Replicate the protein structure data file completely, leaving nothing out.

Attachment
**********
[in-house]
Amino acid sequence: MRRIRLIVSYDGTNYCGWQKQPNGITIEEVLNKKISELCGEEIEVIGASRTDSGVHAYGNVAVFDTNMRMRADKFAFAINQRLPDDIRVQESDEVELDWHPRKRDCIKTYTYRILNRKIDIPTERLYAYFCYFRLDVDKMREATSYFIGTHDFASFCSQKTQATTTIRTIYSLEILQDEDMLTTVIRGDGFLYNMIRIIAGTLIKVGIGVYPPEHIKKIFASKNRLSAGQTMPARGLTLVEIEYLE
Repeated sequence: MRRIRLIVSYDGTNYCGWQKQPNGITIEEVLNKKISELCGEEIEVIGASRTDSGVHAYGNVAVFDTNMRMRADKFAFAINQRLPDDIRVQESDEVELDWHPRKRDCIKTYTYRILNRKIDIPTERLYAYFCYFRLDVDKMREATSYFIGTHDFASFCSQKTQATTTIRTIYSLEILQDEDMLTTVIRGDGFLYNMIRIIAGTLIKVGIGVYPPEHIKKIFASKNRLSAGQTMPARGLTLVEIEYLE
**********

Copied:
[in-house]
Amino acid sequence: MRRIRLIVSYDGTNYCGWQKQPNGITIEEVLNKKISELCGEEIEVIGASRTDSGVHAYGNVAVFDTNMRMRADKFAFAINQRLPDDIRVQESDEVELDWHPRKRDCIKTYTYRILNRKIDIPTERLYAYFCYFRLDVDKMREATSYFIGTHDFASFCSQKTQATTTIRTIYSLEILQDEDMLTTVIRGDGFLYNMIRIIAGTLIKVGIGVYPPEHIKKIFASKNRLSAGQTMPARGLTLVEIEYLE
Repeated sequence: MRRIRLIVSYDGTNYCGWQKQPNGITIEEVLNKKISELCGEEIEVIGASRTDSGVHAYGNVAVFDTNMRMRADKFAFAINQRLPDDIRVQESDEVELDWHPRKRDCIKTYTYRILNRKIDIPTERLYAYFCYFRLDVDKMREATSYFIGTHDFASFCSQKTQATTTIRTIYSLEILQDEDMLTTVIRGDGFLYNMIRIIAGTLIKVGIGVYPPEHIKKIFASKNRLSAGQTMPARGLTLVEIEYLE